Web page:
A horrifying dog attack in suburban Delhi has stirred heated debate over pet ownership laws after a 7-year-old girl was savaged by a neighbor’s American Bully canine, suffering over 15 injuries. 

The unnamed victim was playing with friends around 5 p.m. in her Rohini housing society on January 9th when the Bully suddenly set upon her unprovoked. 

“I thank God my daughter fought back and started screaming, so we reached her on time,” said the girl’s father, Shrikant Bhagat, who runs a Mukherjee Nagar coaching center. “Otherwise, I shudder to think what could have happened.”

Bhagat said his traumatised daughter has been unable to sleep for days after the brutal mauling, which left her with multiple bite wounds on her hands, back, legs and face. The family plans a therapeutic vacation to help her recover.

But while the physical injuries may one day heal, anger still simmers in the community over what residents call dangerously irresponsible pet owners. The canine culprit was unrestrained despite the Bully breed’s reputation for aggression if not properly supervised.

“We are not against having pets or feeding strays. But owners must understand such animals can pose a mortal danger to children,” said one protester who marched last week demanding action. Chanting slogans like “Leash your beasts!” and “Protect our kids!”, they called out for stricter regulations than Delhi’s lax animal control laws.

Police have charged the dog’s owner under negligence statutes, but the girl’s father pursues harsher punishment.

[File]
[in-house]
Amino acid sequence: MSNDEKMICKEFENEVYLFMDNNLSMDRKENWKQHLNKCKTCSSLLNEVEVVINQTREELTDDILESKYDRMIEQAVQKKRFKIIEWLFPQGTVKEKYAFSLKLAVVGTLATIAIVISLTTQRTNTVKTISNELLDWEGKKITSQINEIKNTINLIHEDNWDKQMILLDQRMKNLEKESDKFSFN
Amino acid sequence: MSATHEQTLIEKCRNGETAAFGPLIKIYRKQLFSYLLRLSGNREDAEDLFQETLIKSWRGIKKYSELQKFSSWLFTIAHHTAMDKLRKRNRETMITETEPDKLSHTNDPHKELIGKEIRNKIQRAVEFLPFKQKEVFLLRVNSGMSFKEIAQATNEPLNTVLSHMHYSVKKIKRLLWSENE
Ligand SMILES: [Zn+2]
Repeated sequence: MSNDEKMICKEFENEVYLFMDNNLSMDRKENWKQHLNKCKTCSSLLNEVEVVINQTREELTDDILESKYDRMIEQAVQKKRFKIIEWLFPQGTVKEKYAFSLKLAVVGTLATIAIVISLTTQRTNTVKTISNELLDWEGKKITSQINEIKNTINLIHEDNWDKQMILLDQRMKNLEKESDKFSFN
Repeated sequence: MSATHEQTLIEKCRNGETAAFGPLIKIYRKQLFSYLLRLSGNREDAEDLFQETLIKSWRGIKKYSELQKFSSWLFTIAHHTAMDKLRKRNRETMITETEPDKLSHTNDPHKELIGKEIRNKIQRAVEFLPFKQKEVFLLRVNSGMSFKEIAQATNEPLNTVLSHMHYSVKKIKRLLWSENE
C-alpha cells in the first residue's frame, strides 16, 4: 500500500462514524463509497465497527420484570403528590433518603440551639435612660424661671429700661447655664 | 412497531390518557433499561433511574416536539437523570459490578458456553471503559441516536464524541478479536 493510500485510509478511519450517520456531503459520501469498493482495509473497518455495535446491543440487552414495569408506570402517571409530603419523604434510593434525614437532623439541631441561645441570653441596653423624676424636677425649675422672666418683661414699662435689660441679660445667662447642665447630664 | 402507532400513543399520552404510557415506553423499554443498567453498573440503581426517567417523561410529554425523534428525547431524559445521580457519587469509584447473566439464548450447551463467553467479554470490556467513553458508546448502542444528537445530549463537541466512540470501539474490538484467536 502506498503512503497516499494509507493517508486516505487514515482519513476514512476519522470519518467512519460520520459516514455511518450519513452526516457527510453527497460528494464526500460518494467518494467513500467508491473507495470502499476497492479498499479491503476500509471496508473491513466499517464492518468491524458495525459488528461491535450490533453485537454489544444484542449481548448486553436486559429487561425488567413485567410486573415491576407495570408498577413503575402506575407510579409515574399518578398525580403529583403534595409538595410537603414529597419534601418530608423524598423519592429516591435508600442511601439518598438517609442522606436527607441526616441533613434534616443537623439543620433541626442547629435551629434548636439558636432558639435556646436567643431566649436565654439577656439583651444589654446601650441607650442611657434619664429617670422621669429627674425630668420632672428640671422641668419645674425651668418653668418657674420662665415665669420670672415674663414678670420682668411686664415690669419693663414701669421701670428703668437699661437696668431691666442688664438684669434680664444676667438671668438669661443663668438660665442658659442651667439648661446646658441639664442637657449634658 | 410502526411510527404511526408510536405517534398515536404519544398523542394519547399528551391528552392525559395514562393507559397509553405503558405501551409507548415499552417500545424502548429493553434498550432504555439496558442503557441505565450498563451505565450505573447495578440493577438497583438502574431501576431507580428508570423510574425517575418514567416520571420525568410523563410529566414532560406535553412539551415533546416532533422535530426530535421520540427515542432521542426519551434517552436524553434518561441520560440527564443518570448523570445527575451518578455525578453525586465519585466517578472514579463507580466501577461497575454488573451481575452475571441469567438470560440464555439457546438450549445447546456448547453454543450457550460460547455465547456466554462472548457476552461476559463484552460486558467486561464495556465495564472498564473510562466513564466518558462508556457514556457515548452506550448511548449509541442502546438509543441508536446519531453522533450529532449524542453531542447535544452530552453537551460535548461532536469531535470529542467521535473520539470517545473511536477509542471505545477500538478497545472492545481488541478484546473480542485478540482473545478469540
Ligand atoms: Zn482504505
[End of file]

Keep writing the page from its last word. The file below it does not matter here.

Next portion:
“As the owner is stubborn and refused to leash his pet despite repeated complaints, we’ve decided to register an FIR,” Bhagat said. “It nearly killed my little girl. That beast should be put down before it harms anyone else.”

Vicious Versus Vulnerable: Delhi’s Stray Dogs Stir Controversy

Animal rights advocates, however, urge addressing the root causes rather than blaming two- and four-legged victims.

An Activist of the NGO to Protect Animals in India points to the nearly 90,000 stray dogs roaming Delhi streets alongside some 600,000 pet canines. It’s a recipe for the inevitable clashes as packs compete for resources, he said.

“This terrible incident shows why we need proactive spay-neuter campaigns along with pet registration and licensing requirements,” activist explained. “Preventing irresponsible breeding is the only humane way to control populations.”

But absent better policies, people often take matters into their own hands through poisoning, illegal capture and relocation or other cruel methods. Just last month, two men were arrested for brutally beating five puppies to death in East Delhi’s Preet Vihar region. 

In August 2021, a veterinary student Activist even filed a public interest lawsuit with India’s Supreme Court pleading for nationwide stray management reforms. 

Otherwise, he warned, India faces a continued crisis with diseased and dangerous strays. Multiple fatal maulings of children have sparked outrage in recent years.

But Anjali Sharma of People for Animals cautions against hysterical reactions. She argues strays serve vital “sentinal” roles in communities by keeping rodents and insect carriers of diseases like dengue fever under control. 

He proposes High Volume Spay and Neuter (HVSN) initiatives, which are now underway in Jaipur, Chennai, and other places, as a means of rehabilitating existing street canines. The use of rabies vaccination in conjunction with catch, sterilize, and release methods has effectively stabilized populations and enhanced public health.

Some localities even keep helper dogs at waste dumps as organic alternatives to poison for pest control. Professional animal handlers provide regular feeding and medical care for supervised semi-feral packs that territoriality prevents unneutered strays from infiltrating.